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REVIEW ARTICLE
Year : 2020  |  Volume : 10  |  Issue : 3  |  Page : 153-166

Ocular manifestation, comorbidities, and detection of severe acute respiratory syndrome-coronavirus 2 from conjunctiva in coronavirus disease 2019: A systematic review and meta-analysis


1 Department of Ophthalmology, Chang Gung Memorial Hospital, Linkou, Taiwan
2 Department of Ophthalmology, Chang Gung Memorial Hospital, Linkou; Department of Medicine, College of Medicine, Chang Gung University, Taoyuan, Taiwan
3 Department of Medicine, College of Medicine, Chang Gung University, Taoyuan; Department of Ophthalmology, Chang Gung Memorial Hospital, Keelung, Taiwan
4 Department of Ophthalmology, Chang Gung Memorial Hospital, Linkou; Department of Chinese Medicine, College of Medicine, Chang Gung University, Taoyuan, Taiwan; Department of Ophthalmology, Xiamen Chang Gung Hospital, Xiamen, Fujian, China

Correspondence Address:
Dr. David Hui-Kang Ma
Department of Ophthalmology, Chang Gung Memorial Hospital, No. 5, FuHsin Road, Taoyuan 333

Dr. Wei-Chi Wu
Department of Ophthalmology, Chang Gung Memorial Hospital, No. 5, FuHsin Road, Taoyuan 333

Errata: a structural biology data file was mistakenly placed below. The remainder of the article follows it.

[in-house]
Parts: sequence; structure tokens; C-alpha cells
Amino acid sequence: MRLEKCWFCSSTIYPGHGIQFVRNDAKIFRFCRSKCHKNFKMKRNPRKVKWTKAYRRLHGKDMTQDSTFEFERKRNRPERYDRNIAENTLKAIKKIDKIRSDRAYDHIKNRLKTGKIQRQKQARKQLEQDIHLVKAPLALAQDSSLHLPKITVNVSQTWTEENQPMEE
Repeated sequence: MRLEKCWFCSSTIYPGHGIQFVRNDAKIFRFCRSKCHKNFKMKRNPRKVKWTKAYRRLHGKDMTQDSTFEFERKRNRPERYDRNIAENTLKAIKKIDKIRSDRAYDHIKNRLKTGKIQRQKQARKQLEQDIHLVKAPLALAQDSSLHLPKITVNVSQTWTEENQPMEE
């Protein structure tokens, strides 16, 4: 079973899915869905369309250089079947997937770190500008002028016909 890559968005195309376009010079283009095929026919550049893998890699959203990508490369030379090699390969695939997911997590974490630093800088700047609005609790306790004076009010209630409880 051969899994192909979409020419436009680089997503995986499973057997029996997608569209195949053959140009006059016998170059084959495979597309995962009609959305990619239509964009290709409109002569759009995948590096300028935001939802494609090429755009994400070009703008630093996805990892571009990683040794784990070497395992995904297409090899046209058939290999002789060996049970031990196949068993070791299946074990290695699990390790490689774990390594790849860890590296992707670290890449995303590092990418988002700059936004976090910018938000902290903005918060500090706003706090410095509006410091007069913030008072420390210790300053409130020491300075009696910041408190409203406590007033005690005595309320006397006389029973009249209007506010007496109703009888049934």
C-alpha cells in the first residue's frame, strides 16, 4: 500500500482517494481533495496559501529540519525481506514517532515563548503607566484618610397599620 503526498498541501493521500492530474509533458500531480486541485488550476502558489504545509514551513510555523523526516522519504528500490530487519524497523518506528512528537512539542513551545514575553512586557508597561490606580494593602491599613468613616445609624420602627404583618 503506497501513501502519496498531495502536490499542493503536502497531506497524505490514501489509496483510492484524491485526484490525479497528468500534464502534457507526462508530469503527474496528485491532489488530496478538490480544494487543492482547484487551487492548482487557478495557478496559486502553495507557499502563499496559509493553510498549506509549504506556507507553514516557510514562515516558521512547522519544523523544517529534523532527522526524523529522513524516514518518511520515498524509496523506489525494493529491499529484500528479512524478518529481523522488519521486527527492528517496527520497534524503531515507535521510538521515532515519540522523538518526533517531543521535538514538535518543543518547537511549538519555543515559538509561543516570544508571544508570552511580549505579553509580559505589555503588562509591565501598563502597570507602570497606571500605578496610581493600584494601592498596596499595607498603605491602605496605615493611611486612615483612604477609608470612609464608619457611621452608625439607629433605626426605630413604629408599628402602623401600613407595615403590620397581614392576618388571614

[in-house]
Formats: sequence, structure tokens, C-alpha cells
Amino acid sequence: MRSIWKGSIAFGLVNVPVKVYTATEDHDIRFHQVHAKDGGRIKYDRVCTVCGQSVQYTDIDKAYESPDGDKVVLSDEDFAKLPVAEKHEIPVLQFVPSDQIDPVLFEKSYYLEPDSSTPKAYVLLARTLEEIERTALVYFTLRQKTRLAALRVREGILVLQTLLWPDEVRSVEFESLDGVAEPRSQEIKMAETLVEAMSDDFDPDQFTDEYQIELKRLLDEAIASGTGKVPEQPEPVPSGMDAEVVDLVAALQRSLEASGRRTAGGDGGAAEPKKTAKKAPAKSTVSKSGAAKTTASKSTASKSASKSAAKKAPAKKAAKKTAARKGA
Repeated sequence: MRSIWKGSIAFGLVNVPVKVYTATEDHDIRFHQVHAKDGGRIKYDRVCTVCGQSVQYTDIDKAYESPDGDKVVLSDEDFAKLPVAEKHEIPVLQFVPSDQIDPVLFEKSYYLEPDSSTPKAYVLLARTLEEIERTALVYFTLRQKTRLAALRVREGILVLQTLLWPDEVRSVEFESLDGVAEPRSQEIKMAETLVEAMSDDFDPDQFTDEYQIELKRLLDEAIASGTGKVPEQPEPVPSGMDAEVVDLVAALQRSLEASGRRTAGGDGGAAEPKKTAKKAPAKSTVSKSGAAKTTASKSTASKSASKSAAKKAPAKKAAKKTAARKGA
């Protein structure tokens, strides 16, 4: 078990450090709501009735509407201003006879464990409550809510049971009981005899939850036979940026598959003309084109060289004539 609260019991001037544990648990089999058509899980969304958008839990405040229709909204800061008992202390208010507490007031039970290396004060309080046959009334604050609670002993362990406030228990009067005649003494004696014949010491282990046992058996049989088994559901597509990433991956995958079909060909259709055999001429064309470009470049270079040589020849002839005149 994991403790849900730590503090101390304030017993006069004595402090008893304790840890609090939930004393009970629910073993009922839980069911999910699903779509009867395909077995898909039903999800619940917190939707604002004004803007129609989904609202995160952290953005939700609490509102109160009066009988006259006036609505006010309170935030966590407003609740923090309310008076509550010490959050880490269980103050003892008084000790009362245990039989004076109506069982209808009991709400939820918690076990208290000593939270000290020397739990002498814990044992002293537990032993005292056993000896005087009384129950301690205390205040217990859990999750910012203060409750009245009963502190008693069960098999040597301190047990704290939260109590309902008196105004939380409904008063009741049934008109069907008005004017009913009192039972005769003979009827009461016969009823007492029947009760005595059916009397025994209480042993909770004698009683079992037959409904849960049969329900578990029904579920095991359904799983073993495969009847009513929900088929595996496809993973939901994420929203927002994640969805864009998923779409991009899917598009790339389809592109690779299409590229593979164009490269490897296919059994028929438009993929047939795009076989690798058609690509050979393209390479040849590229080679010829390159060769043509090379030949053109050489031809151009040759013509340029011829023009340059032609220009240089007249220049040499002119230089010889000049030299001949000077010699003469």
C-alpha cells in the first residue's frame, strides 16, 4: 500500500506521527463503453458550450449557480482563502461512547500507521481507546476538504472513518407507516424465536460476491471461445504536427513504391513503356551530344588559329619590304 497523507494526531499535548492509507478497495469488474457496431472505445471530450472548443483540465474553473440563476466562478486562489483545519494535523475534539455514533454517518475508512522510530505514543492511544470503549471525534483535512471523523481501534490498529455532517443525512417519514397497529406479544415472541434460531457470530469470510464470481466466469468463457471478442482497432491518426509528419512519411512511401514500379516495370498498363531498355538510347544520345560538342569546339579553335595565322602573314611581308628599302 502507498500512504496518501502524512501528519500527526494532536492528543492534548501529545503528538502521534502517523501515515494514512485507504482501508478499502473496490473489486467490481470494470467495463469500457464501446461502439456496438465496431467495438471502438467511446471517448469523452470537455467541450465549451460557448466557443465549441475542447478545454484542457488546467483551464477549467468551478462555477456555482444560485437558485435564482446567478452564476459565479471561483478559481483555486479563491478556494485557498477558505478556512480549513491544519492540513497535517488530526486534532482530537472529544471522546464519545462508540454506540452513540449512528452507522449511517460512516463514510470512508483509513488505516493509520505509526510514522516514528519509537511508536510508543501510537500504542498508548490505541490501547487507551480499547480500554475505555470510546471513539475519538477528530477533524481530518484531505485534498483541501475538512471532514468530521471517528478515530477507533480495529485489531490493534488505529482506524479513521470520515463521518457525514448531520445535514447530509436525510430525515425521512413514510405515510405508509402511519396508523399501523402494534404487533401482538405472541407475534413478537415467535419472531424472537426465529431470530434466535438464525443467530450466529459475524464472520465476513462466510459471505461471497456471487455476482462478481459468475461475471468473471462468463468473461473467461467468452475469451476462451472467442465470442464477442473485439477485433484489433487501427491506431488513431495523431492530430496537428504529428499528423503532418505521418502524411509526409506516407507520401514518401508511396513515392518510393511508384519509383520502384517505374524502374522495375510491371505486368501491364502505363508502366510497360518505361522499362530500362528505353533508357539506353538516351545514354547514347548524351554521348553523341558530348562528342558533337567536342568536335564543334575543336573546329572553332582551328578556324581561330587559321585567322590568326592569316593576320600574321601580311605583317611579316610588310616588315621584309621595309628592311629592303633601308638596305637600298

Taiwan
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Source of Support: None, Conflict of Interest: None


DOI: 10.4103/tjo.tjo_53_20

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The coronavirus disease 2019 (COVID 19) pandemic has presented major challenges to ophthalmologists. Reports have shown that ocular manifestations can be the first presenting symptoms of COVID 19 infection and conjunctiva may be a portal of entry for the severe acute respiratory syndrome (SARS) associated coronavirus 2 (SARS CoV 2). The purpose of this article is to provide general guidance for ophthalmologists to understand the prevalence of ocular presentation in COVID 19 patients and to reduce the risk of transmission during practice. Relevant studies published in the period of November 1, 2019, and July 15, 2020, regarding ocular manifestations of COVID 19 and detection of SARS CoV 2 in the eye were included in this systematic review and meta analysis. The pooled prevalence of the ocular manifestations has been estimated at 7% (95% confidence interval [CI]: 0.03–0.10) among COVID 19 patients. The pooled detection rate of SARS CoV 2 from conjunctiva was low (1%, 95% CI: 0.00–0.03). Conjunctival symptoms were the most common ocular manifestations in COVID 19, but the positive detection rate of the SARS CoV 2 virus by reverse transcription–polymerase chain reaction of conjunctival tears or secretions remained low. No study has shown a definite transmission of COVID 19 through ocular mucosa or secretions. In summary, ocular manifestations in COVID 19 patients commonly comprise ocular surface symptoms. Although a low prevalence of ocular symptoms was encountered among patients infected by SARS CoV 2, it is imperative for all ophthalmologists to understand the full spectrum of COVID 19 symptoms or signs including those of the eyes as well as to adopt appropriate protective measures during clinical practice.


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